There are many ways to minimise your risk of getting the flu, but one of the best ways to prevent getting ill this winter is by getting a flu vaccination.
The flu season in South Africa typically occurs over the winter months from May to August.
Dr Pete Vincent of Medicross Tokai and Netcare Travel Clinics says the flu vaccination takes some 10 days from its administration to become fully effective against strains of this highly infectious illness, which is linked to the deaths of many South Africans every year.
The benefits of getting the flu vaccine
“The flu virus is constantly mutating and changing and, while many different types of flu virus strains exist, the annual vaccine is designed to protect against the main flu strains that are likely to be in circulation during that particular flu season,” notes Dr Vincent.
He says the flu vaccine is considered by healthcare authorities around the world, including the National Institute for Communicable Diseases (NICD) in South Africa, to offer individuals and communities the best protection available against influenza.
“Getting vaccinated against flu is the responsible thing for all South Africans to do. It is, however, particularly important for those who are at high risk of developing complications from the flu virus, including individuals who have weakened or immature immune systems.”
A further benefit of the flu vaccine, and one that is often overlooked, is that even if you do get the flu, the illness is likely to be considerably milder than it would be were you not vaccinated against it. The vaccine also assists in preventing, or limiting serious complications.
Who is most at risk of developing serious complications from flu?
- Those who are 65 years of age and older.
- Individuals who have respiratory conditions such as asthma or emphysema.
- People who may have compromised immune systems such as HIV-positive individuals, or those undergoing radiation or chemotherapy for cancer.
- Those who have chronic conditions such as compromised heart or kidney function or diabetes.
- Women who are in their second or third trimester of pregnancy.
- Babies and small children.
Why you should get vaccinated today
“The more individuals who have the flu vaccine administered, the better the protection against a general flu outbreak among the population tends to be. Therefore, we not only protect ourselves when we are vaccinated, but we may also protect others who may be more vulnerable to the effects of the virus,” says Dr Vincent.
He adds that flu negatively impacts your immune system, making those who are at a higher risk of contracting the flu virus, considerably more prone to developing other secondary infections and potentially serious complications such as pneumonia, which can be life-threatening.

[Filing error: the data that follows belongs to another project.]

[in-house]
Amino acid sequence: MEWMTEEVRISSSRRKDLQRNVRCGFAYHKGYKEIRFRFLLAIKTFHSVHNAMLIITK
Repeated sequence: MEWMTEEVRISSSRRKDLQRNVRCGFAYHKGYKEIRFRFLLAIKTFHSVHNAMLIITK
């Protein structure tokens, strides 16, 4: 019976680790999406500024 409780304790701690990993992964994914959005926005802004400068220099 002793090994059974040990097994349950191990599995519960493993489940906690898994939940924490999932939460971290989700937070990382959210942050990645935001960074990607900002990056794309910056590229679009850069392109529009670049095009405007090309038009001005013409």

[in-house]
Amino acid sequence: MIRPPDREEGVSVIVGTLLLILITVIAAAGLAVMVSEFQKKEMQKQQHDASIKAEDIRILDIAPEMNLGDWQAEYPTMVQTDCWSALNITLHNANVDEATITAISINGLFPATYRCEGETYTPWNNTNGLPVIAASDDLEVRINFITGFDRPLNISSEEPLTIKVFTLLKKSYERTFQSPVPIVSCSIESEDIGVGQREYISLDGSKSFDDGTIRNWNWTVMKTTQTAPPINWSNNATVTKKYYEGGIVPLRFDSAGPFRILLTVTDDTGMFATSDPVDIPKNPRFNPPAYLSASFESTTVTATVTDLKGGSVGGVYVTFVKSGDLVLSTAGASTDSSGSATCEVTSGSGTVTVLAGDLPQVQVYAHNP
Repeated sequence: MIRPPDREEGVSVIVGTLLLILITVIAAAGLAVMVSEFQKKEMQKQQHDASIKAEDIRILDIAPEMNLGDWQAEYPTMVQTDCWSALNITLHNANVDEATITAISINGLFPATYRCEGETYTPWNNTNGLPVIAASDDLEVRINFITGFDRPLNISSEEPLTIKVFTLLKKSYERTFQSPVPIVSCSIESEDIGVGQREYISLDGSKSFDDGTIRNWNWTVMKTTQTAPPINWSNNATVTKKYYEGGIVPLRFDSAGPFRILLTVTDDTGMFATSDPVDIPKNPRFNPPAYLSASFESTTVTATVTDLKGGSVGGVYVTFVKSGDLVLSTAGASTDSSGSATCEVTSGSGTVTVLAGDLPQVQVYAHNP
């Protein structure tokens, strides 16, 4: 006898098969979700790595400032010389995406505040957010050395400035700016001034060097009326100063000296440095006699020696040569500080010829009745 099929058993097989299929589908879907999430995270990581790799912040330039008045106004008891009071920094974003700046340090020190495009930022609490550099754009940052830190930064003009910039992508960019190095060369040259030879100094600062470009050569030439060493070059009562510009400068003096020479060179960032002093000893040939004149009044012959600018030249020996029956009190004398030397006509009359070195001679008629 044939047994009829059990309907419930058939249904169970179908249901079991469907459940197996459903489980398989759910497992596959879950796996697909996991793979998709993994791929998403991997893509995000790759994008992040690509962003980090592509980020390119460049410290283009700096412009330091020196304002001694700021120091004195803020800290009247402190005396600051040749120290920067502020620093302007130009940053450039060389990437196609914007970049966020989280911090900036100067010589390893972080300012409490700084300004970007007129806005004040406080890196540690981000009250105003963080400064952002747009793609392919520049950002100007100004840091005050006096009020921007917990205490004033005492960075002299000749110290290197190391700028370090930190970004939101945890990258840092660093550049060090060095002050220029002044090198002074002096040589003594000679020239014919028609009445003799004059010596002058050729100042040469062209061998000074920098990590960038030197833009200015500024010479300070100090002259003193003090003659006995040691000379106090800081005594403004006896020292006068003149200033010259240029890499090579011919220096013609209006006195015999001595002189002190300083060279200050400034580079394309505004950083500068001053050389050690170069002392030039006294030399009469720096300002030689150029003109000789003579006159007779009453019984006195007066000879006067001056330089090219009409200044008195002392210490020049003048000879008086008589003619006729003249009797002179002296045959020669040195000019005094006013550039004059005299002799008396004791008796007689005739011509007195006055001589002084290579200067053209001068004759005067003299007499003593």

Important note: The flu vaccine has no known efficacy against COVID-19, however circulation of flu viruses will increase the pressure on the healthcare system, so get your flu vaccine as soon as possible from your nearest clinic or pharmacy. The 2020 flu vaccination is currently already available at 400 Clicks pharmacies nationwide. To book an appointment for a flu vaccination, call 0860 254 257 or visit www.clicks.co.za/fighttheflu.
More about the flu vaccine
A flu vaccine is developed annually according to the World Health Organization (WHO) strain recommendations, for both the southern and northern hemisphere flu seasons. “The annual Southern Hemisphere vaccine that is available to South Africans, usually provides protection from the three strains of the flu virus that are identified by WHO researchers as likely to be the most prevalent during that particular season,” says Dr Vincent.
Yes, the flu vaccine can have side effects in some individuals, but these are almost always mild and of short duration. The side effects may include some pain, redness and swelling at the site of the vaccination, drowsiness and muscle aches. Dr Vincent says a few individuals may suffer a severe allergic reaction, but this is very rare.
“It is a myth that the vaccine can cause a flu infection, as it does not contain the live virus. It can cause some mild ‘flu-like symptoms’, including a low-grade fever, in some individuals, which is no doubt where this idea originated,” Dr Vincent stresses.
“The flu vaccine is safe and, while it does not always offer a complete safeguard against infection, it does usually offer a good measure of protection, particularly when the year’s vaccine has been well matched to the strains of virus in circulation. In fact, this vaccine can, and does save many lives every year and we recommend that all South Africans should consider having it,” Dr Vincent concludes.
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